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Post by Anna Fomicheva

Here’s a review of three documentaries that I wrote in March 2012. I thought it might be interesting to readers of this blog.

As Russia has shown signs of a reawakening of its political consciousness in the last year or so, with a parallel rise in interest from the West, a number of Western-produced documentaries about contemporary Russia and its politics have been making the rounds in Europe and America and even receiving prestigious awards at prestigious film festivals.

A close look at those might, however, reveal more about certain common tendencies and limitations in the perception of Russia from the outside rather than about Russia itself. Do any of these documentaries actually go beyond the image of Russia as a land of oligarchs, hunted journalists and former KGB officers who dream only of bringing back the USSR, a stereotype that so strongly dominated Western media in the last ten years?

The three documentaries I intend to discuss here offer a look at three different Russias as they concentrate their gaze on three different social demographics – the globe-trotting ultra rich, the middle-class city dwellers, and the folk at the bottom of the pyramid who reside in poverty-ridden villages and small towns.

Khodorkovsky is a 2011 German film directed by Cyril Tuschi that is interested in the whys and the hows of its protagonist‘s famous case and subsequent jailing, as well as in his personality and history. It is a slick and crafty production. A lot of the time it feels like a formalist exercise with its gorgeous cinematography and clever editing. The director also does not shy away from the use of explicitly staged material (see the very first shot of the film, with a beautiful pan across a snowy landscape which ends with an exchange among young people).

The use of Flash animation which keeps popping up from time to time in Khodorkovsky is undoubtedly inspired by the superb 2007 Israeli documentary animation Waltz with Bashir. However whereas the use of it is completely justified by the themes explored in the latter (traumatic experience of war, unreliability of memory, subjectivity of perception) it feels like a mere gimmick in the former, that in fact only emphasises the subjective portrayal of its hero. Especially with Cyril Tuschi himself often appearing in the shots as he documents his personal journey in search of the truth.

Overall the film has a very particular feel and pace to it which is in tune with its protagonist – as the footage of Khodorkovsky himself reveals – confident, pleasant, soft-spoken and heroically calm in the face of the stupidity of Russian state and the banality of its evil.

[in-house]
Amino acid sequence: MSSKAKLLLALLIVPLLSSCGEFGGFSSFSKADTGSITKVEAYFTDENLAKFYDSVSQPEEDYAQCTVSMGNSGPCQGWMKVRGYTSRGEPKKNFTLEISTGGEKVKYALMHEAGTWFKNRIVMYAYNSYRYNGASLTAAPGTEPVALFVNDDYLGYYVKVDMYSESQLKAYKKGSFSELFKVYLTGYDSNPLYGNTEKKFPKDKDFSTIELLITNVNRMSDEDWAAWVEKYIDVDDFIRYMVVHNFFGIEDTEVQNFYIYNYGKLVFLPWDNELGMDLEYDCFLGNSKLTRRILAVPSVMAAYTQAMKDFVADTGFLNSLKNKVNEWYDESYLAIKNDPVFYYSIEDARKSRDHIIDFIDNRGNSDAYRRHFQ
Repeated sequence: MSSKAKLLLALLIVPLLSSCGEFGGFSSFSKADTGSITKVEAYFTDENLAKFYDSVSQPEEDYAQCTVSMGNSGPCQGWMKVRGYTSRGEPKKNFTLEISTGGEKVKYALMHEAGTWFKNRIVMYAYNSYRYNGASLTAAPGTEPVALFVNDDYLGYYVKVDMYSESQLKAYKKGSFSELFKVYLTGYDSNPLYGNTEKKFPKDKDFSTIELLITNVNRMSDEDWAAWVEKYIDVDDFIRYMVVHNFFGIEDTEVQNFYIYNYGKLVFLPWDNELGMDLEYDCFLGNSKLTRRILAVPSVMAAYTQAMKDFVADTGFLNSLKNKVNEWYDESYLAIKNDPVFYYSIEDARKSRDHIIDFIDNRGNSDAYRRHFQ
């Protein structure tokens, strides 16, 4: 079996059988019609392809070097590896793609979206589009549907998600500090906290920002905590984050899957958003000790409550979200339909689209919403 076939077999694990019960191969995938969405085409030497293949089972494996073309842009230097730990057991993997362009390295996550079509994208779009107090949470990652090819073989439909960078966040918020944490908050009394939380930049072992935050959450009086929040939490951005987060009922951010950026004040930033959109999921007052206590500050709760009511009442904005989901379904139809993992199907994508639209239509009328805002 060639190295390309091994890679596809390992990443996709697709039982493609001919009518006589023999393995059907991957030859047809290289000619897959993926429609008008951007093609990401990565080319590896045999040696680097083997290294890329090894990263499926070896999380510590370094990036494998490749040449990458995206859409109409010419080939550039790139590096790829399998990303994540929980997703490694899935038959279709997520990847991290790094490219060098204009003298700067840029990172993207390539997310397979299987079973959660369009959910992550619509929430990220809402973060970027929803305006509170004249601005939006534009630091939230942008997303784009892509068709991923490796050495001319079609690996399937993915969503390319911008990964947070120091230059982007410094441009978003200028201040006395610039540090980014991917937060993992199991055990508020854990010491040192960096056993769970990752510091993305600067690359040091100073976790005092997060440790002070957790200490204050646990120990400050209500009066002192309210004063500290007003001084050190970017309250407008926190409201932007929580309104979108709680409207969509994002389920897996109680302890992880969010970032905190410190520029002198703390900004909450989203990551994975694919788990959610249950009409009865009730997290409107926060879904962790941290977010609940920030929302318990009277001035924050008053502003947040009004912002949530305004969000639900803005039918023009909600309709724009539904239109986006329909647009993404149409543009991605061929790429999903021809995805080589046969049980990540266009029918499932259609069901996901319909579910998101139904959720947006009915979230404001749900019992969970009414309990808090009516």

It is a pleasure to look at the film and to study its style. But what about the substance? Khodorkovsky is a very controversial figure in Russia and so are the circumstances of his rise to wealth and power. Tuschi’s film, despite briefly acknowledging this, is not interested in exploring it. In fact, almost every single person interviewed in the film is either related to him in some way (mother, first wife, son) or had been a part of his business team. The only criticism of Khodorkovksy expressed comes from his old university professor who suggests that the oligarch might not have been playing a fair game at the dawn of wild-west capitalism in Russia. This is immediately followed by Khodorkovsky’s first wife, who is sat next to him, smirking, patronisingly stroking the old man’s hand, and saying: “You can’t believe everything you hear, dear”.

We, mere mortals, have no access to what was really happening between the Russian state and the then-young ambitious entrepreneurs in the 1990s, and I, probably like most viewers, have not studied the subject enough to offer alternative interpretations of Mikhail Khodorkvosky’s role in Russian modern history. However, it is difficult to ignore the limited range (somewhat of an understatement here) of such “interpreters” in Tuschi’s film. One of them, Christian Michel, introduced to us as Khodorkovsky’s business adviser in the 90s, explains the reasoning behind the government’s 1997 sale of Yukos to Khodorkovsky for a bargain price at an “auction” where he was the only buyer thus: the only people who could afford to buy the company at a world market price were foreign businesses, and it is only natural that Russian government wanted to sell it to a home-grown business. That’s nice. But it is also quite clear that other issues – why it had to be Khodorkovsky in particular, the state of competition and the dire economic situation in Russia at the time or, God forbid, the possibility of nationalised oil reserves – seem to exist completely outside of the realm of Tuschi’s film. So when it comes to Jesus-like martyr portrayal of Khodorkovsky, so typical of the Western press, a viewer as ignorant of the details of the story as myself should ask: what else are we not being told here?